SANRAL leads from the front on women empowerment
Gauteng, 1 September 2022 – As long as she heads the South African National Roads Agency SOC Limited (SANRAL), Acting CEO Lehlohonolo Memeza will remain unapologetic about employing more women into leadership positions.
This is the message Memeza confidently conveyed at the annual SANRAL Women’s Month Seminar held at Sun Time Square in Tshwane yesterday (Wednesday).
The theme of the seminar, attended by a live and online audience, was “Encouraging Women and Men to Grow Beyond Gender and Live in Full Colour’.
One of the highlights was a robust panel discussion that got to the heart of several hard-hitting, gender disparity issues, often considered taboo.
Memeza did not mince her words: “We need SANRAL women around the boardroom table, not only to be present, but to be vocal. Your opinions, your solutions, your creative ideas, they are needed around the table. You went to the same universities as the men around you. You are capable. Trust yourself.”
Memeza went on to talk about how the “pulldown syndrome” among women has to come to an end.
“We will never win this battle if we pull each other down as sisters.” At the top executive level at SANRAL, there are only two women, Memeza noted.
“But we are trying, and as long as I am in leadership of this organisation, we will always put the needs of women first and try to understand our issues better. We will continue to work towards our transformation objectives and towards the empowerment of black people, especially women, in meaningful roles in the organisation,” she said.
Memeza said women needed to benefit more in the construction and engineering sectors, including in the way tenders are written and awarded.
“Only one in five engineers in South Africa is a woman. That tells us that a lot needs to happen,” she said.
To this end, women do not need to “imitate men”, but should push forward simply as human beings in a competitive world, she said.
“I have never liked the reference to being the first black woman. I would like to believe that the SANRAL board appointed me based on my competence.
Memeza said her time at SANRAL will be spent trying to influence policy that will open doors for women in the company.
Referring to the hurts of the past that suppressed black people, especially women, Memeza encouraged people to seek healing.
“I see my psychologist every week. It is not a taboo to seek help, to heal, because you become a stronger person,” she said, adding that SANRAL employees have access to free counselling services.
The seminar kicked off with a vibrant discussion between four panelists: Vusi Mona, General Manager: Marketing and Communications at SANRAL, Mbuyiselo Botha, gender activist on the Commission of Gender Equality and spokesperson for Sonke Gender Justice, Pearl Zhou, SANRAL’s Strategy Implementation Monitoring Manager and Beverly Ditsie, lesbian activist, artist and filmmaker.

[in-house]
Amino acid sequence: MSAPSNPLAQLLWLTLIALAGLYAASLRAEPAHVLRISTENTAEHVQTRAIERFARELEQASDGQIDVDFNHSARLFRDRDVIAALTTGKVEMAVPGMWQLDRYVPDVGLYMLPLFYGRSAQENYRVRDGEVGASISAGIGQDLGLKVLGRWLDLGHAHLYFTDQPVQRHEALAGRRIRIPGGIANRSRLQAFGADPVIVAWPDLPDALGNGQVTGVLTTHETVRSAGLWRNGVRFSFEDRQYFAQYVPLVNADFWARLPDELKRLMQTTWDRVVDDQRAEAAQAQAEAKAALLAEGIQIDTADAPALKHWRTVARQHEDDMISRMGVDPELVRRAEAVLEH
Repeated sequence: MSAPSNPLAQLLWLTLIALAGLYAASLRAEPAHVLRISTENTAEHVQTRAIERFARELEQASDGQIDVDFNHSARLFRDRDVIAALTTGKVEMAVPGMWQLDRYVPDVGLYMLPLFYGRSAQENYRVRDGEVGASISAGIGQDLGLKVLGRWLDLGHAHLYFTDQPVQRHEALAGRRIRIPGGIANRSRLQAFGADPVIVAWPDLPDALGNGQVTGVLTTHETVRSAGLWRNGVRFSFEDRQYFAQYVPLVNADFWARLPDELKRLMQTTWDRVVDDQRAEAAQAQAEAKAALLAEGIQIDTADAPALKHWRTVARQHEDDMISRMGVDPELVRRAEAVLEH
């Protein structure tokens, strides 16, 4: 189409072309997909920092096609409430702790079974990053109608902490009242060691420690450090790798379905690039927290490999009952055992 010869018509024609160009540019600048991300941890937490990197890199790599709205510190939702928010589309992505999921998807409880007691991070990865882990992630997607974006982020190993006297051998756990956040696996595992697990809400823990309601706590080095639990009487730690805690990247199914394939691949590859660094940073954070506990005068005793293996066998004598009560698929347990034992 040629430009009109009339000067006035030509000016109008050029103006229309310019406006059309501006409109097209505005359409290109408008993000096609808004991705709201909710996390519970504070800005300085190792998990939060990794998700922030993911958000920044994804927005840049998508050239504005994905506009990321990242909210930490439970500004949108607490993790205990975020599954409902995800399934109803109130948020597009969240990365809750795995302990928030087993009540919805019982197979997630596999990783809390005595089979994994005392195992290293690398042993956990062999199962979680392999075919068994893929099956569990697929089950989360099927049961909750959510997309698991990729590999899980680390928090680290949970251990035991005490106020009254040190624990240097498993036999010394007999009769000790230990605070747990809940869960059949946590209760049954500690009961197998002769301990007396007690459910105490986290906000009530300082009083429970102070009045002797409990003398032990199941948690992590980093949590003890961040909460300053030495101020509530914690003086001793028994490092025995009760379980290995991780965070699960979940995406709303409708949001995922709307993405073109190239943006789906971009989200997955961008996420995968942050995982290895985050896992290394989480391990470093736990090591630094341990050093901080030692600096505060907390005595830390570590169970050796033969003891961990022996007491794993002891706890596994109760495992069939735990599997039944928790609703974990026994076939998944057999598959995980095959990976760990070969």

Mona recognised that men like himself are “socialised, through culture and religion, into gender roles that confine and enslave us”.
“We have to be conscious in breaking down those stereotypes,” he said.
Mona added that, in breaking the cycles of gender-based violence (GBV), men also needed to hold each other accountable, and not treat these incidents lightly.
“Unless we do that, GBV will continue to be a vicious circle, and we will celebrate 16 Days of Activism, but afterwards it’s business as usual,” he said.
“At a national level, we tried (to heal) at the Truth and Reconciliation Commission, but it was unfinished business. We didn’t hold people accountable, and it has to cascade down from national level to communities to families, to men. Let’s confront the past and current demons,” he said.
Ditsie agreed, saying those who bullied or allowed victimisation of people who didn’t fall into gender stereotypes needed to be held accountable.
For its part, SANRAL had introduced a series of events for men during the year, which would serve to bring gender discussions into mainstream dialogue in the organisation, Mona said.
It was important to continually deliberate about gender roles and how these play out, Botha said.
“Statistics tell us that women-led households are 60%. It’s not because there are no men, it’s because men themselves have been abandoned. Boys need to be assured that it’s OK to be vulnerable, to be emotional, to cry,” he said.
Zhou noted that at the same time, women needed to emancipate themselves “by living out the reality of who we truly are”.
“We need to ask, who is setting these norms on my behalf? It’s about introspecting and asking how I live my life,” she said.